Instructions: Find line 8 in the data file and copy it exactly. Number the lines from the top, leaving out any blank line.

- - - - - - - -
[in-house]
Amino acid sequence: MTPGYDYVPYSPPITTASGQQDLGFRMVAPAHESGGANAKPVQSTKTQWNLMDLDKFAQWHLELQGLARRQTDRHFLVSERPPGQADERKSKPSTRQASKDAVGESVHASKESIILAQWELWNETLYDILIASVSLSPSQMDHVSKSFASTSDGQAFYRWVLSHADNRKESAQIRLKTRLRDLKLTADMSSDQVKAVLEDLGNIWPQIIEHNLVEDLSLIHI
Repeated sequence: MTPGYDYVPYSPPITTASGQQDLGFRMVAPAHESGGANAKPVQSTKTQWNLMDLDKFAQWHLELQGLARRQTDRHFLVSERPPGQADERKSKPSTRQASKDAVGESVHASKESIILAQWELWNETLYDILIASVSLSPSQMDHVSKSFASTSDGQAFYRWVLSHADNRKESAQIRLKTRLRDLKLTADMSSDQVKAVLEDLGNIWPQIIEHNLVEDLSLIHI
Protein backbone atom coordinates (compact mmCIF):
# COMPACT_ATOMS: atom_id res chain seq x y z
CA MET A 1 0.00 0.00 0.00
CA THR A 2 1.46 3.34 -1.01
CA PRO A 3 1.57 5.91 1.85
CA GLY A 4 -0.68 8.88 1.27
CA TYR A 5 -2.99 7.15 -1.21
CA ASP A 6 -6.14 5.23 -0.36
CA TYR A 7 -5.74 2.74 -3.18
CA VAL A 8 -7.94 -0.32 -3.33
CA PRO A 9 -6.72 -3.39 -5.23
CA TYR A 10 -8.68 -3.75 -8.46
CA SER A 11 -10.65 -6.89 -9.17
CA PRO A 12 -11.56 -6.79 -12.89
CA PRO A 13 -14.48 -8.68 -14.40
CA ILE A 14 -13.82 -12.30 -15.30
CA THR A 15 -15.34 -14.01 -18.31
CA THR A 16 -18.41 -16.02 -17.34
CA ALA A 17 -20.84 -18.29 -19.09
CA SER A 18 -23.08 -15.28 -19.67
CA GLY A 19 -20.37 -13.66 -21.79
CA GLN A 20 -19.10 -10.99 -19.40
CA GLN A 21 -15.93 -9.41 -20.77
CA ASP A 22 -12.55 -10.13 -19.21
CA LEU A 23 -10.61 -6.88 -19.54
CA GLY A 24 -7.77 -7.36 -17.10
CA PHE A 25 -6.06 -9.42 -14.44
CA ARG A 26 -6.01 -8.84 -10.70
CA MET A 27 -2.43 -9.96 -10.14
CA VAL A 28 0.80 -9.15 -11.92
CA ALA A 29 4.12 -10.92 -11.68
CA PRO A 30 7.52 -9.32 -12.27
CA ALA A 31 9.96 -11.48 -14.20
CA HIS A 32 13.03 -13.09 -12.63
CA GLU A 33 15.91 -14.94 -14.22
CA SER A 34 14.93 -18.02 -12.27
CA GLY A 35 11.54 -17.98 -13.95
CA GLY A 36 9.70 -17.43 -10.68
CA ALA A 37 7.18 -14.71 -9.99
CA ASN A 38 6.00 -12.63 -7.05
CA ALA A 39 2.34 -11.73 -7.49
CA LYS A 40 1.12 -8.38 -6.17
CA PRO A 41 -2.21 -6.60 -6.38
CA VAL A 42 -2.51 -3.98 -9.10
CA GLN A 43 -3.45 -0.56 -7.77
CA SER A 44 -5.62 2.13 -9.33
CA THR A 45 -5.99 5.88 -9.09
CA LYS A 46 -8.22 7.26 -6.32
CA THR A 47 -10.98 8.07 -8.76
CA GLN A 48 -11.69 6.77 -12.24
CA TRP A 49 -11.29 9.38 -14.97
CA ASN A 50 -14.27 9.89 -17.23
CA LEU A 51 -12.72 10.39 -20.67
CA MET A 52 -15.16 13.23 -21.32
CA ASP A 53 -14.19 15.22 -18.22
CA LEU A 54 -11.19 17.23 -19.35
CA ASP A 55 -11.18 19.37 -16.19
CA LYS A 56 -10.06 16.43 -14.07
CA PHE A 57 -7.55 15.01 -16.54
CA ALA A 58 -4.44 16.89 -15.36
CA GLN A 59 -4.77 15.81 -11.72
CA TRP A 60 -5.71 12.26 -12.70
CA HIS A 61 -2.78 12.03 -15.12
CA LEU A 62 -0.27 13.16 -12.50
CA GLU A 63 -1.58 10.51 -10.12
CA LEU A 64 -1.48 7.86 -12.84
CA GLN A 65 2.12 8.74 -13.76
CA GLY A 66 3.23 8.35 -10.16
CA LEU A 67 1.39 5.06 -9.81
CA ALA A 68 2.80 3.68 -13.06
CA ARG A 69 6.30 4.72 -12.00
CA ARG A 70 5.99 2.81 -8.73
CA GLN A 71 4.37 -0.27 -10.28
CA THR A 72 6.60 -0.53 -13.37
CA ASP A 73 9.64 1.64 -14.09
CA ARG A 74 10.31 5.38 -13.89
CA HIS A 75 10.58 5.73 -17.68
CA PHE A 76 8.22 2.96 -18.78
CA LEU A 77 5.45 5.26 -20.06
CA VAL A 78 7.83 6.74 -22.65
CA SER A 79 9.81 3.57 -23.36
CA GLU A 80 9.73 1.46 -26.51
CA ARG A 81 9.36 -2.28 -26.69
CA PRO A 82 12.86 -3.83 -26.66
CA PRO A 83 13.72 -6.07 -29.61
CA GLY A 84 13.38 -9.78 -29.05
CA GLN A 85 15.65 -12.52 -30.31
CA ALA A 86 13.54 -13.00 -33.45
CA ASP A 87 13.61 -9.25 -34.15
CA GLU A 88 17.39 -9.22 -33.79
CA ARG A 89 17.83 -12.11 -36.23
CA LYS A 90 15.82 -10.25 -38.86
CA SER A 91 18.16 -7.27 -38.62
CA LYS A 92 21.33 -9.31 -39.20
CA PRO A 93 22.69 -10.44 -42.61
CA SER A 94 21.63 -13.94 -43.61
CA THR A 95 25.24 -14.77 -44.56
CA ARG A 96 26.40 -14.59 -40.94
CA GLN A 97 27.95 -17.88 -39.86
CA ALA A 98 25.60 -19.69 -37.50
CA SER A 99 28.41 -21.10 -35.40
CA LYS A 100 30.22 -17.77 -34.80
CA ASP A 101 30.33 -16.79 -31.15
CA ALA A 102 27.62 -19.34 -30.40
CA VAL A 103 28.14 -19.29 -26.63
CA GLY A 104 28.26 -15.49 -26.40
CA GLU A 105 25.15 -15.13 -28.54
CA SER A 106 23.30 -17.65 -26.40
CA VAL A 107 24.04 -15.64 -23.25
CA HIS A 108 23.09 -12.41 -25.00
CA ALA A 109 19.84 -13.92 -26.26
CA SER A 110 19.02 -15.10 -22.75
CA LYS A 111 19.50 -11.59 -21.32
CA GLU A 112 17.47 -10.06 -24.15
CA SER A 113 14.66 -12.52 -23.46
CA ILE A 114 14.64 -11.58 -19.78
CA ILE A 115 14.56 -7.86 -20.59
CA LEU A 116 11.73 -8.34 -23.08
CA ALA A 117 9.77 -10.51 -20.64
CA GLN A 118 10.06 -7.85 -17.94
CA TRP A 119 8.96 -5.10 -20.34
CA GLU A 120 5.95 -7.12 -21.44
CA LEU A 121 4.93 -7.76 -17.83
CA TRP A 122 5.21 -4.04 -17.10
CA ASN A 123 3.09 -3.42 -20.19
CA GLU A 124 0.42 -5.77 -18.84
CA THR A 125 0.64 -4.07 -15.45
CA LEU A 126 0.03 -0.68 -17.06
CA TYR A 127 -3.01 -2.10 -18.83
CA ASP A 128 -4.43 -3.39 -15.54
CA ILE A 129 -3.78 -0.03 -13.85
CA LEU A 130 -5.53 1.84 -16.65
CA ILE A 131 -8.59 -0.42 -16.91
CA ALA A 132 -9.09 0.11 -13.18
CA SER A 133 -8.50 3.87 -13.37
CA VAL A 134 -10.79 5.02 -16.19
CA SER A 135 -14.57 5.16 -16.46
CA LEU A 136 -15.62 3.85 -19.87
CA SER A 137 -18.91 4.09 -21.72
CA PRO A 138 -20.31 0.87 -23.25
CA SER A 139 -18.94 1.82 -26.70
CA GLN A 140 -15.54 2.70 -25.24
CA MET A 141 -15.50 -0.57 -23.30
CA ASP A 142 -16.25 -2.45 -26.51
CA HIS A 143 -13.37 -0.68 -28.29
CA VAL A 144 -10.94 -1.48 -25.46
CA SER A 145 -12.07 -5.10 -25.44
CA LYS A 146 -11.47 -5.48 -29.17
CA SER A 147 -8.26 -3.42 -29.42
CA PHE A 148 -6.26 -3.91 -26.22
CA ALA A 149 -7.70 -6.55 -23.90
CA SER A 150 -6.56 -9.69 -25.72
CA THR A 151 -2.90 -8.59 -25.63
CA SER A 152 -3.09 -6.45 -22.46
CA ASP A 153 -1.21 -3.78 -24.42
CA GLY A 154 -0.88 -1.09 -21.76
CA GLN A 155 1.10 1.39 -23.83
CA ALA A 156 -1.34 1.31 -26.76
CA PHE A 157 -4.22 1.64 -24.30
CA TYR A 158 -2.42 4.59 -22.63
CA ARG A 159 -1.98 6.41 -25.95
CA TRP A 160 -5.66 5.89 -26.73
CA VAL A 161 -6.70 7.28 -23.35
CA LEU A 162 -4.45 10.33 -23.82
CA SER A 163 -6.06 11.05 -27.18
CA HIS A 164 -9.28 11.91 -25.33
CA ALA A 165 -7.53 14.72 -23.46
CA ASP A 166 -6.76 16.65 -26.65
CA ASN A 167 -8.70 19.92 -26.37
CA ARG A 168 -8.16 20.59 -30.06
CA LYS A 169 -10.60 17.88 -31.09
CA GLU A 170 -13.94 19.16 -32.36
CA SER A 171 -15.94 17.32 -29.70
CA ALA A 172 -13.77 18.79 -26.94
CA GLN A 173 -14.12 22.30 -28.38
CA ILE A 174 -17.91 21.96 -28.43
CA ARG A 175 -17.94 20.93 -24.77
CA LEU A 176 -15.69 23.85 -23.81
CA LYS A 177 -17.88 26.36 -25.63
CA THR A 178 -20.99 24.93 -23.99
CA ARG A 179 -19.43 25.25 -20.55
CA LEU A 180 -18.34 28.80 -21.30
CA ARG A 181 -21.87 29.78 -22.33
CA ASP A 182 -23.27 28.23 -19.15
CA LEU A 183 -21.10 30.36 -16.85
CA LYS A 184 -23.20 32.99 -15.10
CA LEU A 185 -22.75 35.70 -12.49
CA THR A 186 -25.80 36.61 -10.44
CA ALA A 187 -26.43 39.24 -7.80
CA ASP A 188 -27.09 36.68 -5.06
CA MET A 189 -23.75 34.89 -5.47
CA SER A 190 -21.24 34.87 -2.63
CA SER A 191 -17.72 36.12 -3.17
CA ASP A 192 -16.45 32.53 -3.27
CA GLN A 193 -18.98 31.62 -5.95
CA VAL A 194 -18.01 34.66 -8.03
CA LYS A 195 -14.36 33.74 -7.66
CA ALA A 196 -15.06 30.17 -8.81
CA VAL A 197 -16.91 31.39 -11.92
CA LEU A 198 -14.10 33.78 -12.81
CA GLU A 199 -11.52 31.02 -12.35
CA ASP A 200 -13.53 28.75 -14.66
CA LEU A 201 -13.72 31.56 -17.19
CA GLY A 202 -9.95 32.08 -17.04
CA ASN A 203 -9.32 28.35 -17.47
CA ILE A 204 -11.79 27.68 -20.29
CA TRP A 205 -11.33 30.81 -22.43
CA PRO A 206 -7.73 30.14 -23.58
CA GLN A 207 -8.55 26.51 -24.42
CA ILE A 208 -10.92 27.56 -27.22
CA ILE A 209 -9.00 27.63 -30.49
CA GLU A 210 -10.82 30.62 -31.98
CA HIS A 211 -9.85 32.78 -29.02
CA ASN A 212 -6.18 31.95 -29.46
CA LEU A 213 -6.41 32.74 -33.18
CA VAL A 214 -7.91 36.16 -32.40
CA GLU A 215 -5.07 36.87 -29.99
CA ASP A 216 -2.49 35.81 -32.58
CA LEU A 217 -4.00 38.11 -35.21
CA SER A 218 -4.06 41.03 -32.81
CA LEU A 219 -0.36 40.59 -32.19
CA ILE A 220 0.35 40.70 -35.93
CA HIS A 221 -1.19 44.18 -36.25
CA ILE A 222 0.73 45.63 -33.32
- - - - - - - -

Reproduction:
CA PRO A 3 1.57 5.91 1.85